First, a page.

ABERGAVENNY’S Plas Gunter Mansion has been awarded a £222,340 development grant by The National Lottery Heritage Fund to start the ball rolling to conserve and transform the house into a fascinating visitor experience.

Plas Gunter Mansion Trust is receiving initial support from The National Lottery Heritage Fund to develop plans for a major project to renovate the 17th century town house located in Cross Street in Abergavenny, it has been announced.

Made possible by National Lottery players, the grant will allow the Trust to create detailed restoration plans, develop ideas, including events and activities, which engage more people in the heritage of Gunter Mansion whilst strengthening ties with the local community. It will also be used crucially, to seek over £600,000 of match funding to help deliver the overall vision. 

By carrying out targeted preparation the Trust will make a full application for a Heritage Fund delivery grant of £2.7 million by December 2025.

If successful, the delivery grant will enable the full project to begin. This will include essential conservation work and the creation of an exhibition space which will bring the mansion’s fascinating history alive for the community and visitors to the Monmouthshire town.

Two commercial spaces for local businesses in the building will also be upgraded so that they generate an income, helping the building to become financially sustainable.

Physical work on the building is still over two years away, but eventually there will be a range of educational and social activities, including training for volunteers to act as guides for the exhibition, and the opportunity for an apprenticeship in traditional building crafts and conservation. At present it is anticipated that the refurbished building will re-open in 2027.

The Grade II* listed building is of national – and international – significance because of its role in the political and religious struggles of the 1670s.

In 1907, local builders discovered a secret chapel in the attic of the house where Catholics worshipped at a time when it was illegal and dangerous to do so. Recusants – those not conforming to the religious practices of the Anglican Church – could be punished with death.

Plas Gunter 1907
The Gunter House in about 1907 (PGM)

It is the only known recusant chapel that exists in Wales and one of the best surviving examples in the whole of Britain.

The priest who led the secret Catholic services in the attic chapel was the son of the first headmaster of King Henry VIII Grammar School in Abergavenny. Father David Lewis was denounced to Parliament by priest-hunter, John Arnold of Llanfihangel Court, near Abergavenny and was arrested, hung, drawn and quartered at Usk on 27 August 1679. Later canonised, Saint David Lewis was Wales’ last Catholic martyr.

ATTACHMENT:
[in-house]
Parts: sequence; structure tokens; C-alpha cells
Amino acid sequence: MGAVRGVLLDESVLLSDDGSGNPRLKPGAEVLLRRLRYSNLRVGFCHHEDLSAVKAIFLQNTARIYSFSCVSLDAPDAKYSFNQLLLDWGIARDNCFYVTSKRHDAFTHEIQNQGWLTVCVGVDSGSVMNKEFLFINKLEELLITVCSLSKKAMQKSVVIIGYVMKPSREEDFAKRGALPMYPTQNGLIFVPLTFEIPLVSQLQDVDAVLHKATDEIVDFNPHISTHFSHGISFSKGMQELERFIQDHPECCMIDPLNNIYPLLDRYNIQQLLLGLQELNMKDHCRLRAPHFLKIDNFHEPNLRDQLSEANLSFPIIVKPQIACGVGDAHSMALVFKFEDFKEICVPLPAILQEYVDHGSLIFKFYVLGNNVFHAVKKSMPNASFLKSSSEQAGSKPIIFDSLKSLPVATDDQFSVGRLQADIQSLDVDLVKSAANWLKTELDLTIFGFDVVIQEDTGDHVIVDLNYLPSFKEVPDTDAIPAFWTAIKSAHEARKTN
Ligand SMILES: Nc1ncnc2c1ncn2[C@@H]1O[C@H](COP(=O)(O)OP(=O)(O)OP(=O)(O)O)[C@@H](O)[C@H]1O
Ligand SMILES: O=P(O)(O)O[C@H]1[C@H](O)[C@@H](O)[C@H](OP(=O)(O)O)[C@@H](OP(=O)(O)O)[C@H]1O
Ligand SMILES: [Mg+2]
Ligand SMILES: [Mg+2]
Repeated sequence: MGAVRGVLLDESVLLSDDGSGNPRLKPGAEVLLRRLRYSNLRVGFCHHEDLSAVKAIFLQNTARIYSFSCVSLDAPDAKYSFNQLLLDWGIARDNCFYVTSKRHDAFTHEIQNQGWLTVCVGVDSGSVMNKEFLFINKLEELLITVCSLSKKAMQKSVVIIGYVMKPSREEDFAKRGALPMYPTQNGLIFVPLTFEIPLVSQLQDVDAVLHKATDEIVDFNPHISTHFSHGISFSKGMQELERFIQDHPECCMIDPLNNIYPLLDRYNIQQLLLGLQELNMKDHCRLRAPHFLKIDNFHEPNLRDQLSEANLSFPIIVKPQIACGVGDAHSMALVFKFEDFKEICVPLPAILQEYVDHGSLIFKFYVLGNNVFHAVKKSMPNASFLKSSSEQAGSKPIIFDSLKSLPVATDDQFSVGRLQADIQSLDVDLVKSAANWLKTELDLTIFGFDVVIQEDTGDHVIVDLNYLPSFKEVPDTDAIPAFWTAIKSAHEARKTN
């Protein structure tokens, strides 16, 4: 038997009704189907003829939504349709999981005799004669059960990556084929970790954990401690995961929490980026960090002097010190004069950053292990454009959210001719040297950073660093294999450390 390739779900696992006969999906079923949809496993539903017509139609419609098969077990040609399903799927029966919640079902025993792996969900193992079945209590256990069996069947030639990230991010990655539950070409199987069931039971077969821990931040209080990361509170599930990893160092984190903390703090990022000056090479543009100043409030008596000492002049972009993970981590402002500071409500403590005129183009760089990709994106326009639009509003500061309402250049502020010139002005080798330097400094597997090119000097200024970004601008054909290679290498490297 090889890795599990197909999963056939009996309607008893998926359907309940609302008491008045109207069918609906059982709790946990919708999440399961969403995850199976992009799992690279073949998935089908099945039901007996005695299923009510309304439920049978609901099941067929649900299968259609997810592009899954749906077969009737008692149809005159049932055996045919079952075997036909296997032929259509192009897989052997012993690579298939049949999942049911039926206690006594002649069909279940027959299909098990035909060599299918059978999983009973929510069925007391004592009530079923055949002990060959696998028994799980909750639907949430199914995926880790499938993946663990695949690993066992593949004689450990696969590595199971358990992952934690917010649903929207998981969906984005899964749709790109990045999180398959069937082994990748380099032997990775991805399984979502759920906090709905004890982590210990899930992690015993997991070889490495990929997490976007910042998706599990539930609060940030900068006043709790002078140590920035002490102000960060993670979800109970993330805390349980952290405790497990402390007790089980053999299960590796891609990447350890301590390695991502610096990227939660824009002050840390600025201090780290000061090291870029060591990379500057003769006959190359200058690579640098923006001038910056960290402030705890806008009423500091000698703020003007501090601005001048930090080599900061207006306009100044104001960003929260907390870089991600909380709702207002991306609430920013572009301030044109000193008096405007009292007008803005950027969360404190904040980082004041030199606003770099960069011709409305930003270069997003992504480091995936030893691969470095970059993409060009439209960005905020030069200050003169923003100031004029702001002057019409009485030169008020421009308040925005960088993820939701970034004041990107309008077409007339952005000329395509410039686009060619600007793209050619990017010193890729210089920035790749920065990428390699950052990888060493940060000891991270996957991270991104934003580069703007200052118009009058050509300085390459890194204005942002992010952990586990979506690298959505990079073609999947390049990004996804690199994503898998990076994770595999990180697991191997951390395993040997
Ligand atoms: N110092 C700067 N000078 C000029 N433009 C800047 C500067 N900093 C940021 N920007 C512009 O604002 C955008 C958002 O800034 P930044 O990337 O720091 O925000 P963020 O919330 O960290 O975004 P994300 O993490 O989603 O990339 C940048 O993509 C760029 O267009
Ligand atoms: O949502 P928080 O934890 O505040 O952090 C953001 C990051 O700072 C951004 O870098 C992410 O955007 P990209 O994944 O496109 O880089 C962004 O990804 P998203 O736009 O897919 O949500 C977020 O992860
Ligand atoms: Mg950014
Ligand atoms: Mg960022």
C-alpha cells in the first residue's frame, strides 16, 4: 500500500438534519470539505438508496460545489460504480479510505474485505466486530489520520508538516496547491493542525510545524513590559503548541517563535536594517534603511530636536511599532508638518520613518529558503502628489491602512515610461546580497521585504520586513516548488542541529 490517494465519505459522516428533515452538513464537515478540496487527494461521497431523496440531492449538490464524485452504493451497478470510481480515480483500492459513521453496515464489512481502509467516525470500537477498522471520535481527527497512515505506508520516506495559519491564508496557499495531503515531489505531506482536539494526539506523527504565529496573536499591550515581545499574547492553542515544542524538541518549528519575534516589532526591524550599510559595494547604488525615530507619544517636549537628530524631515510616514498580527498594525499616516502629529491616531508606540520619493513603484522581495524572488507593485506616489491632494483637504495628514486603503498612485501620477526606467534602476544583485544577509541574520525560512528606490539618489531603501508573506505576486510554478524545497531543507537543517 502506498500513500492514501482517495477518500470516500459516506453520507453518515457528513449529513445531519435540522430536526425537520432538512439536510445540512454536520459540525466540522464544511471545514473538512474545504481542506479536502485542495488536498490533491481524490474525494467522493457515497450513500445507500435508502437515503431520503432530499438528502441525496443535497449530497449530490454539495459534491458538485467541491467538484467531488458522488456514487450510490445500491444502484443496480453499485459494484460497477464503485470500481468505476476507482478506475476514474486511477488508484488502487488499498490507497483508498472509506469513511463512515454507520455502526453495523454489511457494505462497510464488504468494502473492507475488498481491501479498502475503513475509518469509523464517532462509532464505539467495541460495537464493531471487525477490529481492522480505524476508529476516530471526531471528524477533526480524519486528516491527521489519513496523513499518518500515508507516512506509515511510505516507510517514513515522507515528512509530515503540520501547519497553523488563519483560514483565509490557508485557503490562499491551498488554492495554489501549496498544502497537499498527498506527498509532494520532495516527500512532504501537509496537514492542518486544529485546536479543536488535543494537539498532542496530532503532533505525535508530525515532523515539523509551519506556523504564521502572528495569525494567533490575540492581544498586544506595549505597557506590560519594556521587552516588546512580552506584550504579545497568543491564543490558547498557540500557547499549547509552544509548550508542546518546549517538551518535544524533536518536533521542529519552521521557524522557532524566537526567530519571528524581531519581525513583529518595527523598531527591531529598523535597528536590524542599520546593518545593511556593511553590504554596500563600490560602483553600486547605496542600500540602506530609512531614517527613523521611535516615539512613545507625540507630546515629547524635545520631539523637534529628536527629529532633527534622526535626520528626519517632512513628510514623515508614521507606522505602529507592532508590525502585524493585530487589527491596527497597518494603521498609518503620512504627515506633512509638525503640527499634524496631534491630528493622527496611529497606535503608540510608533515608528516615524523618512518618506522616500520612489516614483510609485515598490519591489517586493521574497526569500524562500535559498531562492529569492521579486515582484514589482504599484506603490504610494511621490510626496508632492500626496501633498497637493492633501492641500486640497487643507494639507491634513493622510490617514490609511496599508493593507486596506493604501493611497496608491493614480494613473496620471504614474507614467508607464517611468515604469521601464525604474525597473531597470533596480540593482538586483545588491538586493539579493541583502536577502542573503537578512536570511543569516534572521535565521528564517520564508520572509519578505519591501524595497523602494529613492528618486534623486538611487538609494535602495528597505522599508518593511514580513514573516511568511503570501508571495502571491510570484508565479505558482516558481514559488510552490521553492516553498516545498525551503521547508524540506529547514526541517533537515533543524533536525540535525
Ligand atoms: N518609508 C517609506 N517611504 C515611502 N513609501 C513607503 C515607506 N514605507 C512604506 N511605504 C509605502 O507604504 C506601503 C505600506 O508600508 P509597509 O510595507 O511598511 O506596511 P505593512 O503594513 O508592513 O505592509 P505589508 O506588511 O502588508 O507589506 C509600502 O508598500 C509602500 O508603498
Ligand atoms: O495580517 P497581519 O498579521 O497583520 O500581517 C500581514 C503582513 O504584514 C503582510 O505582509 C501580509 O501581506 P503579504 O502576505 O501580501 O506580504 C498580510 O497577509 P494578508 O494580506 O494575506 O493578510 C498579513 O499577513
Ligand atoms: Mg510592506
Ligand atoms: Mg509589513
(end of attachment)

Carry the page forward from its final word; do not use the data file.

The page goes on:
Commenting on the award, Owen Davies, Chair of Plas Gunter Mansion Trust said: “The potential of our project to engage more people with heritage, boost the local economy and make Abergavenny a better place to live, work and visit is considerable. We will open the most historic parts of the building to the public for the first time and reveal a capsule of stories from the past 400 years. Local, national and international visitors will be able to learn more about the history and cultural identity of Abergavenny and its relevance to the wider themes of persecution, tolerance and sanctuary which are particularly pertinent today”.

He added: “I’d also like to thank the local organisations which have supported us including Monmouthshire County Council, the Town Council, Our Lady and St Michael’s and St Mary’s churches, King Henry VIII School and teams of committed volunteers who have helped keep alive the dream of restoring the mansion for our community.”

Andrew White, Director of Wales for The National Lottery Heritage Fund said: “We are delighted to support Plas Gunter Mansion Trust with this initial grant to help with the preservation of this important heritage building. Thanks to money raised by National Lottery players, this project will enable the Trust to work towards safeguarding this important local landmark for future generations and provide opportunities for its story to be shared.”